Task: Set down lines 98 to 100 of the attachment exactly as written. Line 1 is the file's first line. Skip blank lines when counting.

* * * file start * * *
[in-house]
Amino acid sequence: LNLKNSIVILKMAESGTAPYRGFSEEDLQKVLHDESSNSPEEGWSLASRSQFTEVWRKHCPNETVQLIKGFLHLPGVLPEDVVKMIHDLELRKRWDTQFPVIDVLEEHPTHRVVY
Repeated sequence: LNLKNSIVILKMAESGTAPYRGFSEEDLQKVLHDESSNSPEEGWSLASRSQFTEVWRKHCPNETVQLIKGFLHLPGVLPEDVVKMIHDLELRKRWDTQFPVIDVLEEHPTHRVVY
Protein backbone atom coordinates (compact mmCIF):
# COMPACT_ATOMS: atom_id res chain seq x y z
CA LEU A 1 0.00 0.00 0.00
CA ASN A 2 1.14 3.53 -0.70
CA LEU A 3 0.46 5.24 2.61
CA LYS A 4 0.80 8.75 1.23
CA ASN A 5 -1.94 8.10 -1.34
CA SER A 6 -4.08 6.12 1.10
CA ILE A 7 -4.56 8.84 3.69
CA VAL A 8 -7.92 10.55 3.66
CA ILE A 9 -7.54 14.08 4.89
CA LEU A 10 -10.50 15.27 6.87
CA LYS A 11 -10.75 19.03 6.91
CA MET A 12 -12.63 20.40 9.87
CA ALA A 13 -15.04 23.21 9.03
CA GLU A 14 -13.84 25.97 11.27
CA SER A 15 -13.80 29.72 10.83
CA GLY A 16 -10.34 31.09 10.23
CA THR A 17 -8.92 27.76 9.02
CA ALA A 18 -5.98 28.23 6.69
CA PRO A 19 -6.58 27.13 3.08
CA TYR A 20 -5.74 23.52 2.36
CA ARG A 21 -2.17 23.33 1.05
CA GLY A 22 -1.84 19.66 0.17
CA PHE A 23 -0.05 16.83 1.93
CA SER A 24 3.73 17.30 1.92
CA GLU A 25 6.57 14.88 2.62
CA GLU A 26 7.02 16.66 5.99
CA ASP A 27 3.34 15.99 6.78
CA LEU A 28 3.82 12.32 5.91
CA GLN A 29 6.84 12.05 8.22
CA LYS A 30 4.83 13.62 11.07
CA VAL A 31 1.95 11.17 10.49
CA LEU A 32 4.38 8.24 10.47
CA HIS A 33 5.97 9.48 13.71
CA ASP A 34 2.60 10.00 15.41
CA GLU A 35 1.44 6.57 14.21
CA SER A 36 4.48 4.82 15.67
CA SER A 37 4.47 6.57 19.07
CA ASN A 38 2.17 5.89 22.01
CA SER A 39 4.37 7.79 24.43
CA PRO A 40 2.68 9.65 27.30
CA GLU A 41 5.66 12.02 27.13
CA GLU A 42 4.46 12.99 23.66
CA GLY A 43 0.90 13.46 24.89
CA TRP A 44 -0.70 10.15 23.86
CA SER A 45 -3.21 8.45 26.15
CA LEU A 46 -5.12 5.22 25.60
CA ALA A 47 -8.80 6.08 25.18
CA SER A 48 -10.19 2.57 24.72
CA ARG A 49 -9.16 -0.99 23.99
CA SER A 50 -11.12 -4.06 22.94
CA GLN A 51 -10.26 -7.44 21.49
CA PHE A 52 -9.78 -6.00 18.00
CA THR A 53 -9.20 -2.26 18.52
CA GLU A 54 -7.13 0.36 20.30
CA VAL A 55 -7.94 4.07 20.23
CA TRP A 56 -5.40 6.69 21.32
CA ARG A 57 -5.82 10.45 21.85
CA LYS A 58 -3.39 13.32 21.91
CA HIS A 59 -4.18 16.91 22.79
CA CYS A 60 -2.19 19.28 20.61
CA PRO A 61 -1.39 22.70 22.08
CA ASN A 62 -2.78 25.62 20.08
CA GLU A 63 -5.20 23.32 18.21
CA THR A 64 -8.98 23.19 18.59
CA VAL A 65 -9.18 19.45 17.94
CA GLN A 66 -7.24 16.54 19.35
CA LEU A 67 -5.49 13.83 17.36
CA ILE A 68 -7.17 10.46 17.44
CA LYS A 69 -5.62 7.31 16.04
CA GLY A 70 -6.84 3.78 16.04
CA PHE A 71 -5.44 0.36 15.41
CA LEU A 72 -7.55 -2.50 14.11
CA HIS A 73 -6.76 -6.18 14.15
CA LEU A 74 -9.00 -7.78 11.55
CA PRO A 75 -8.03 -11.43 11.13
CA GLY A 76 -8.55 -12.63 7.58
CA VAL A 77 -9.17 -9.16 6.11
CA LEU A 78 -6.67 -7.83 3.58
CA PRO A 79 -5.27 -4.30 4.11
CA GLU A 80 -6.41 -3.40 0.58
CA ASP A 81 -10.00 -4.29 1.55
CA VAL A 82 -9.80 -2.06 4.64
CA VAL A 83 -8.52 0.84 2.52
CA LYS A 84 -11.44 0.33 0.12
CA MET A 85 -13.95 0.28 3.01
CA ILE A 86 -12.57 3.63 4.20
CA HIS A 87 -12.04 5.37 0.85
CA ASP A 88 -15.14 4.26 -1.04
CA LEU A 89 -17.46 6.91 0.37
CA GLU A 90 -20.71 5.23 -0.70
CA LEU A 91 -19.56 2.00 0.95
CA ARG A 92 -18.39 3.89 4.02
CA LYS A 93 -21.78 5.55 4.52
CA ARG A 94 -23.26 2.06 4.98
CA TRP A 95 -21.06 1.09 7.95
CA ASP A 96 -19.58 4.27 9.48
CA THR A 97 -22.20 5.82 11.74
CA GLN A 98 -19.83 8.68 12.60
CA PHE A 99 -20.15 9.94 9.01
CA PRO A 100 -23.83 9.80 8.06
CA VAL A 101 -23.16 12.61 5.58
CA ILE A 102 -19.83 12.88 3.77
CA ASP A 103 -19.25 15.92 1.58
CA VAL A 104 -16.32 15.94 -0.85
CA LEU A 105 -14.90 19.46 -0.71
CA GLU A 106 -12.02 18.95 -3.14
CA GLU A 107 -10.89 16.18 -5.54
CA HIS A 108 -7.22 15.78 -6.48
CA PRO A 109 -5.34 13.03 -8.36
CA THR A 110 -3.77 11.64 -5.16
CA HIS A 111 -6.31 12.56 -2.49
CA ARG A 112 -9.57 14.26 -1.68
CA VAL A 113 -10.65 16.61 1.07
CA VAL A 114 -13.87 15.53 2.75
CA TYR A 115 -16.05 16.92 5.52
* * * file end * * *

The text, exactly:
CA LYS A 93 -21.78 5.55 4.52
CA ARG A 94 -23.26 2.06 4.98
CA TRP A 95 -21.06 1.09 7.95